Friday, June 14, 2013

Residents flee as historic Colorado wildfire burns out of control - Two people are dead due to the Black Forest fire, which continues to rage virtually unchecked about five miles northeast of Colorado's second largest city (population 400,000.) The fire had burned through 15,700 acres by late Thursday afternoon, and was 5% contained. Over 38,000 people in 13,000 homes had been evacuated.
The weather was no help on Thursday, as afternoon temperatures spiked to 90°, winds were sustained at 33 mph, gusting to 40 mph, and the humidity dropped as low as 14%. The fire began on Tuesday, June 11, during a RECORD HEAT WAVE. Colorado Springs hit 98° on June 10 -- the city's HOTTEST TEMPERATURE EVER RECORDED SO EARLY IN THE YEAR.
The temperature topped out at 97° on June 11. The extreme heat, combined with the extreme drought gripping the region, made for ideal fire conditions. Fire conditions will not be as dangerous in the Colorado Springs area toiday, as a weak cold front is expected to pass through the region during the afternoon, bringing cooler temperatures and increased humidity. Strong winds may still be a problem, though.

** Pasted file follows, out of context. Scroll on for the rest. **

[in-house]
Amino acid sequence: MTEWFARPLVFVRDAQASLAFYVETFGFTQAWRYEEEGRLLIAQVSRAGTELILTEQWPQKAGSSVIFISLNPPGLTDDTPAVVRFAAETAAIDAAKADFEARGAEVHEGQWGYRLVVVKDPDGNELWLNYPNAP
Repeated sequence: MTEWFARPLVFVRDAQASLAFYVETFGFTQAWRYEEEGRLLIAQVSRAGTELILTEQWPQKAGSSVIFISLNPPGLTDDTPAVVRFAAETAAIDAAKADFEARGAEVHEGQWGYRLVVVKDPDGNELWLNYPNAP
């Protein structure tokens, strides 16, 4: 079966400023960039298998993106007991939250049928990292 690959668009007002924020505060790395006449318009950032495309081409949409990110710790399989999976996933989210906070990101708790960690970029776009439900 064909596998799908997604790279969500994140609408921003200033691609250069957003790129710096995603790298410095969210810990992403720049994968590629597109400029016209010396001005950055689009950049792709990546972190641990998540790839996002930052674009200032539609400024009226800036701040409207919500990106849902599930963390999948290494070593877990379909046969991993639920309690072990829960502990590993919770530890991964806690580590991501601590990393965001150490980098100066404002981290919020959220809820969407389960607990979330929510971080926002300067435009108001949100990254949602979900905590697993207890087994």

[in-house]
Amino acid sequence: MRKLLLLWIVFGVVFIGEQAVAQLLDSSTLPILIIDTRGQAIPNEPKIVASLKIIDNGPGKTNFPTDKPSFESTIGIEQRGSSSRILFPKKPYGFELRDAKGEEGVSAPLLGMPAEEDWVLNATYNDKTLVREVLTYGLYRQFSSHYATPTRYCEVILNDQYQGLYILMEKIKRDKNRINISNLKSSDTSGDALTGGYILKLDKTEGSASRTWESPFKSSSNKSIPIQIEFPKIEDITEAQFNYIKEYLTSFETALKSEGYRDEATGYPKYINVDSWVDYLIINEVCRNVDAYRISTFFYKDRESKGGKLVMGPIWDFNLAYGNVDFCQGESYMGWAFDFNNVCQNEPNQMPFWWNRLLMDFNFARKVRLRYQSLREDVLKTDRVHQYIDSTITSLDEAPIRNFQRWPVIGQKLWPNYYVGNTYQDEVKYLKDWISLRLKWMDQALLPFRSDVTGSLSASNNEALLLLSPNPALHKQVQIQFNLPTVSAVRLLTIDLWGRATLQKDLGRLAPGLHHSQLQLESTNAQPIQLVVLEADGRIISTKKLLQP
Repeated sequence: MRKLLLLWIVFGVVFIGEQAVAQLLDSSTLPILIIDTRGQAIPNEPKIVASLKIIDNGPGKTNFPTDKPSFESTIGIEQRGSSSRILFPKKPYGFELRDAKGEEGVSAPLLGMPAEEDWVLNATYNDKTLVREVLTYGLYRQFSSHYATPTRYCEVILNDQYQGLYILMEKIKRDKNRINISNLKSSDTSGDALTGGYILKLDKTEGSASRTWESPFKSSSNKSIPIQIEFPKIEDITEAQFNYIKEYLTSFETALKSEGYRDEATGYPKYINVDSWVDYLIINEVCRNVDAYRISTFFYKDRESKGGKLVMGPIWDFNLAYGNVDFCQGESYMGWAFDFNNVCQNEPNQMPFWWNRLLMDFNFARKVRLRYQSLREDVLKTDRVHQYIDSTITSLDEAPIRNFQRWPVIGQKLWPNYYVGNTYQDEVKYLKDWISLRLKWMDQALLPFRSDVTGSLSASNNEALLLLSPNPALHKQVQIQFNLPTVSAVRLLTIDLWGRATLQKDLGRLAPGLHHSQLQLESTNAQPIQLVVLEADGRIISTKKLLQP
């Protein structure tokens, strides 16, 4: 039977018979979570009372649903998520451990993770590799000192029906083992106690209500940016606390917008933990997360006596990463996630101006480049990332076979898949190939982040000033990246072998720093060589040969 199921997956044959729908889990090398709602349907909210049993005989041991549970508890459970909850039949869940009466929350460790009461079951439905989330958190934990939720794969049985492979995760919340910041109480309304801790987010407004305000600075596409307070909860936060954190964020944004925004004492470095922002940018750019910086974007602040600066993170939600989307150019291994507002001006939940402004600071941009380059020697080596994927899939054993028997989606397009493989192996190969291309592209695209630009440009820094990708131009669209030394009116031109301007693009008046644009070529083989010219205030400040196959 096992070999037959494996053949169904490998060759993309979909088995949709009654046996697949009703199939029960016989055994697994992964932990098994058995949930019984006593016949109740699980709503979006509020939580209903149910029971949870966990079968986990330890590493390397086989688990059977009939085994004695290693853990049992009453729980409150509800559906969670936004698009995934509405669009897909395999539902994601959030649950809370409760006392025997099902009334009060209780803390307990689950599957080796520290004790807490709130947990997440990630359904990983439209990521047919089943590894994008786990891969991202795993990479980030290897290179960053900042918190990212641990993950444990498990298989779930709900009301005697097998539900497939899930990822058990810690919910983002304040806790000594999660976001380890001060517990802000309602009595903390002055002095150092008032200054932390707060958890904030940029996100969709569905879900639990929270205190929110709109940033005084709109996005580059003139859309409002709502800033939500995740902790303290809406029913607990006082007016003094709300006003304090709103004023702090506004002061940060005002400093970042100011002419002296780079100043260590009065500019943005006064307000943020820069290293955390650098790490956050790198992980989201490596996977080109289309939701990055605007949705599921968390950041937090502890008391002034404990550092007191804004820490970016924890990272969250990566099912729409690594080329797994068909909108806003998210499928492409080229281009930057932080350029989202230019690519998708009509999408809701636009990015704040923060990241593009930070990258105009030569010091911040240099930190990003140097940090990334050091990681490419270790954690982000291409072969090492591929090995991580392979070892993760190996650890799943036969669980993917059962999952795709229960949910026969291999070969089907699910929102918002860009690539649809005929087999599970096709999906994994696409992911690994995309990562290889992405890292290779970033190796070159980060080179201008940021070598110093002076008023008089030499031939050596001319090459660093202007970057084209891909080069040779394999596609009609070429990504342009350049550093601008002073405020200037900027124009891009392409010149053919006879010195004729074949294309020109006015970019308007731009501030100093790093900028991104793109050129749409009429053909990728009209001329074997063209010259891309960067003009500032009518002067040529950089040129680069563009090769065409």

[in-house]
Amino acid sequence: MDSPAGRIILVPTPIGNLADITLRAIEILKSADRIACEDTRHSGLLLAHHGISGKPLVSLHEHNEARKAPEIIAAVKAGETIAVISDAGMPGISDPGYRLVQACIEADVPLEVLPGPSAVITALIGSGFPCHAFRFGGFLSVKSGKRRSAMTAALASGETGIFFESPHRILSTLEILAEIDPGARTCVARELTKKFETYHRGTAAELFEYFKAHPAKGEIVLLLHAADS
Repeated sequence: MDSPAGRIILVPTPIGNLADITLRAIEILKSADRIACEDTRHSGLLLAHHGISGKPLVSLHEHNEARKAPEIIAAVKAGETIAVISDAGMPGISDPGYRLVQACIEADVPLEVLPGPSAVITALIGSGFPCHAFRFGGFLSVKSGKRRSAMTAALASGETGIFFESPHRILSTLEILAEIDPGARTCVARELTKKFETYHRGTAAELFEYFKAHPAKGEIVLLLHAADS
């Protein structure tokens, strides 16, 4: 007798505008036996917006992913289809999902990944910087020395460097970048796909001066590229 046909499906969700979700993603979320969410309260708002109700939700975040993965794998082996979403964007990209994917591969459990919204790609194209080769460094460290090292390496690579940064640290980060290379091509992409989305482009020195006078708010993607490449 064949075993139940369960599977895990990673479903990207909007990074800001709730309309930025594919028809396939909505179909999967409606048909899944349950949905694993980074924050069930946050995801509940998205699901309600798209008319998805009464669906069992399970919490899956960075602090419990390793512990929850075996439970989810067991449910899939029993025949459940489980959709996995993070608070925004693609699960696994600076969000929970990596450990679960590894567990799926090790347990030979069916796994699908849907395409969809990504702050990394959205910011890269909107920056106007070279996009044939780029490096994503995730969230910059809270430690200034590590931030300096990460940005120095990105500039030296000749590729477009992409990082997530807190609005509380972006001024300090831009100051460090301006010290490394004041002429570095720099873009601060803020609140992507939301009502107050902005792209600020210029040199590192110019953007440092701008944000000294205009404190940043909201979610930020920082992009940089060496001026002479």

The three most expensive fires in Colorado history have all occurred in the past year. The 360 homes burned by this week's Black Canyon fire are THE MOST EVER DESTROYED IN COLORADO BY A FIRE, and will likely make it the most expensive fire in Colorado history.
The previous record was the $353 million Waldo Canyon fire of June 23 - July 10, 2012. That fire killed two people, destroyed 347 homes, forced the evacuation of over 32,000 people, and burned 18,247 acres of land.
The High Park fire of June, 2012, which destroyed 259 buildings near Fort Collins, now ranks as the third most expensive Colorado fire (it was the most expensive one at the time.) T
he Black Forest fire has a long ways to go if it wants to challenge the 2002 Hayman Fire as the largest fire in Colorado history. The Hayman fire burned 138,000 acres, an area about nine times as large as this week's Black Forest fire.